Facebook’s newest feature could fundamentally change how you watch video. Until now, you either sat through a video until it got too boring, waited for the interesting part or fast-forwarded hoping to spy something worth seeing. But for clips that weren’t immediately exciting, especially monologues or selfie-streams where the action was in the audio, it was tough to tell if a video deserved your time.
Yet Facebook knows when the good part of a Live video is coming. When entertained or riled up, viewers can fire off Live comments and reaction emojis during the stream that the broadcaster can see, similar to Facebook Live competitor Periscope’s hearts.
Now Facebook tells me it’s putting reactions to work to power a visualized timeline of when a Live video receives the most engagement. When you go to fast-forward through the recorded replay of a Live clip, you’ll see the graph of reaction volume overlaid on the progress bar.
Essentially, you’ll be able to see when the video gets interesting and skip there if you want.
Facebook is using Live reactions to power a graph of when a video was most engaging
That could influence how videos are shot and paced, and make amateur streams more compelling, but also encourage anxious skipping around that breaks a video’s narrative.
Attention defacebook disorder
“Around two-thirds of the watch time for Facebook Live happens when the video is no longer live, which tells us that people are interested in watching live videos even if they can’t catch them while they’re happening,” Facebook’s head of video Fidji Simo tells me. That might be why Periscope just launched its #Save feature that mimics Facebook, so its users can finally show off replays permanently instead of only for 24 hours before they’re deleted.
Periscope had real-time feedback in the form of hearts before Facebook had Live Reactions, but Facebook is putting engagement to novel use
Simo notes that “When people watch a live video after the fact, the engagement graph provides a valuable signal that can help people explore the video and easily identify highlights that they may find engaging, which could encourage people to spend more time with a video that they might have otherwise skipped over.”
Facebook says the engagement graph is rolling out to some users now. As shown at the top of this article, users will see blue peaks and valleys representing high and low volumes of engagement so they can easily scrub to the best scenes.
It’s a bold experiment in content consumption. A distant relative might be how SoundCloud visualizes both a song’s sound wave so you can find the big bass drop, and shows timed comments pegged to certain moments of a song. Simo explains that “The engagement graph is designed to help people easily navigate a video that was live — especially longer ones — to find the moments that drew the most engagement.”
Facebook also revealed that it’s starting to show Live video reaction replays that appear in sync on recorded versions of broadcasts so it feels like you’re watching in real time. You’ll see the emojis for Likes, Hahas, Sads, and Angrys plus the faces of friends who left them overlaid on the video.
The enabling of impatience could have a profound impact on how people create and consume Live video, or all video if Facebook expands the feature there. For now, it’s rolling out to some users on Live video replays only.
As for coming to traditional videos, Simo says there are “No plans to share. We think the engagement graph is particularly useful for live video, as they are often longer than typical short-form, on-demand videos, and can help people easily discover the parts of the video they might find most interesting.”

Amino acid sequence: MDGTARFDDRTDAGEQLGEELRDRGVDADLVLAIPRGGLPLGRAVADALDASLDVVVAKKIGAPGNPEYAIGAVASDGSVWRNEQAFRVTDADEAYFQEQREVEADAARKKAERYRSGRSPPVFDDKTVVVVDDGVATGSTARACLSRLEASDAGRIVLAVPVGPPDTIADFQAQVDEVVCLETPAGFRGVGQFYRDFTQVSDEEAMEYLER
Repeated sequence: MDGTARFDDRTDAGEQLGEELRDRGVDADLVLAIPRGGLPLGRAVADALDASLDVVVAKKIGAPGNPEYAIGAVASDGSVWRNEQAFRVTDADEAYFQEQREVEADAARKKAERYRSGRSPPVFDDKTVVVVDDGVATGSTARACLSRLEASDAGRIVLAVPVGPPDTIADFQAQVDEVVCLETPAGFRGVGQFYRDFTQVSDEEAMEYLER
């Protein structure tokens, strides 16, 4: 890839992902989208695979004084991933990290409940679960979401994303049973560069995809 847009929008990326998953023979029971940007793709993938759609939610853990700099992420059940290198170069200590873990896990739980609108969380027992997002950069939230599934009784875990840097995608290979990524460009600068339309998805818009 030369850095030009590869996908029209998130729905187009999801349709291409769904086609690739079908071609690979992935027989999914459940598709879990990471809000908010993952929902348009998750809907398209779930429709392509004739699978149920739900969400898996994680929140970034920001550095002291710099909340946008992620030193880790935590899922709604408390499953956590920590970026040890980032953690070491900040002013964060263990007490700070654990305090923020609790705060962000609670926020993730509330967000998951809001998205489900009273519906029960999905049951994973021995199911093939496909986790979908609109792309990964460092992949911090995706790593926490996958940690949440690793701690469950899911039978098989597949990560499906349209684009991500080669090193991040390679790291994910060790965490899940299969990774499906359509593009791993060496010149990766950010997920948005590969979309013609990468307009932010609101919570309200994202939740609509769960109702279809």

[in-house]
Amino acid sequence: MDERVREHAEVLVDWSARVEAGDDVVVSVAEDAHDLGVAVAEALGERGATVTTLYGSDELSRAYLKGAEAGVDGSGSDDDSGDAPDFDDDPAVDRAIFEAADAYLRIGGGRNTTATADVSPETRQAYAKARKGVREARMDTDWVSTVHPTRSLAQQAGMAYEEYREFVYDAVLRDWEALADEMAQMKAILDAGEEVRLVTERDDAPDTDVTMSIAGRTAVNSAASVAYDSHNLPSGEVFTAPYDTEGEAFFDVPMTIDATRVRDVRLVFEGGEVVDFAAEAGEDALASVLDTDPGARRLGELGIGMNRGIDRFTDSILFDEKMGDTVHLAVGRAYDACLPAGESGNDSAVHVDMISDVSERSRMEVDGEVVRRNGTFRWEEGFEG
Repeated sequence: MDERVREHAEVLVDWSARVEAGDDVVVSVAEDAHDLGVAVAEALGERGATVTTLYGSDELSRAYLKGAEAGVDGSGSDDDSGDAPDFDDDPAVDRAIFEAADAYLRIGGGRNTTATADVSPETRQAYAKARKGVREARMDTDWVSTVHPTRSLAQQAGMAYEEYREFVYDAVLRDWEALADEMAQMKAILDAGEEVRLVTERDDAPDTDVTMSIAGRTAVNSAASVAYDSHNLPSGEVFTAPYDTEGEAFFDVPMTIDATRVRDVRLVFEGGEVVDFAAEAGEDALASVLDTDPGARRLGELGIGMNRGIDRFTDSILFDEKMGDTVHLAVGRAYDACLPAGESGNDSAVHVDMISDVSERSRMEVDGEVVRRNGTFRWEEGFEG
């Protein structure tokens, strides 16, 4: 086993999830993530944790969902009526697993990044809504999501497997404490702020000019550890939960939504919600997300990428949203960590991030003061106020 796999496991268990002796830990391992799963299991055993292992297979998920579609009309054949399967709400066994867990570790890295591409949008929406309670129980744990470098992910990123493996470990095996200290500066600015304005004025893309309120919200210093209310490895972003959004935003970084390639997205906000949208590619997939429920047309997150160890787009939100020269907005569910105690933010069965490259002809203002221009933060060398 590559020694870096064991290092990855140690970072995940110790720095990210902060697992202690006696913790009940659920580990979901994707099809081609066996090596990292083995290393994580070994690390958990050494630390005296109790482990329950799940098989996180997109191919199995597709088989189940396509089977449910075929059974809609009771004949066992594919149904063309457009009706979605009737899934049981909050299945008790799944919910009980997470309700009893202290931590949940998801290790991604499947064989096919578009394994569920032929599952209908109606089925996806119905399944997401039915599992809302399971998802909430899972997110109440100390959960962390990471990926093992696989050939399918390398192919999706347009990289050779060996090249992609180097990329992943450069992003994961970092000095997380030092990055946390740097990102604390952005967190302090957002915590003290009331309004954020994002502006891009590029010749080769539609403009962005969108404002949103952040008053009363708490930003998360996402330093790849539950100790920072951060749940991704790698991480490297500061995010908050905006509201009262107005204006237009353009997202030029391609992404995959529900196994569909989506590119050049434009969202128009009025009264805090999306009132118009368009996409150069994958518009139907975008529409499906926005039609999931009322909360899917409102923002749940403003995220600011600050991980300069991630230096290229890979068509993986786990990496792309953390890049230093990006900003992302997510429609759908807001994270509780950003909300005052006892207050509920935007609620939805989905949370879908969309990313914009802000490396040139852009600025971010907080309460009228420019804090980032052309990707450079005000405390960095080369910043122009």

The announcement comes as Facebook continues to rapidly push advances to its Live video platform. It now allows Continuous Live Video feeds like nature cams, as well as geo- and age-gating to make streams visible only to certain people.
“We only makin’ the highlights”
The engagement graph feature could make creators feel more comfortable filming slow build-ups to big climaxes, because viewers can peek to see that something special is coming up and zip there if they’re antsy. Primetime TV shows have to be scripted with mid-episode cliffhangers to keep audiences glued in through the commercial breaks. Similarly, the engagement graph could push broadcasters to pepper their streams with moments of delight.
It could help amateur livestreamers get friends to at least watch the highlights of the streams even if the first few seconds that auto-play in the News Feed look drab. That’s Simo’s theory. And if users are less worried about boring their friends to death, they might be more confident about hopping in front of the camera.
“Nothing beats watching a live video while it’s happening, but it’s not always possible to catch-all broadcasts live,” Simo shared. “While we can’t totally replicate the experience of watching live, we want to help people feel ‘in’ on the action after the fact.”
At the same time, viewers might quickly bounce from broadcasts that don’t show an upcoming spike in engagement. Clips could see a sudden exodus if they drag on past their brightest moment. Any sense of coherent, linear storytelling might be fractured by itchy trigger fingers. The ability to preview the future entertainment value of a video could make the format more utilitarian and less like art if viewers merely opt for the visual crib notes.
The mobile live streaming medium is so new that norms are still emerging. We’ll have to wait and see how engagement graphs impact Facebook Live.
Facebook built the News Feed itself to help us skip to the good parts of our social graph’s collective experience. As the democratization of video creation tools leads to an explosion of the quantity of content produced, we’ll need ways to sort through it, too.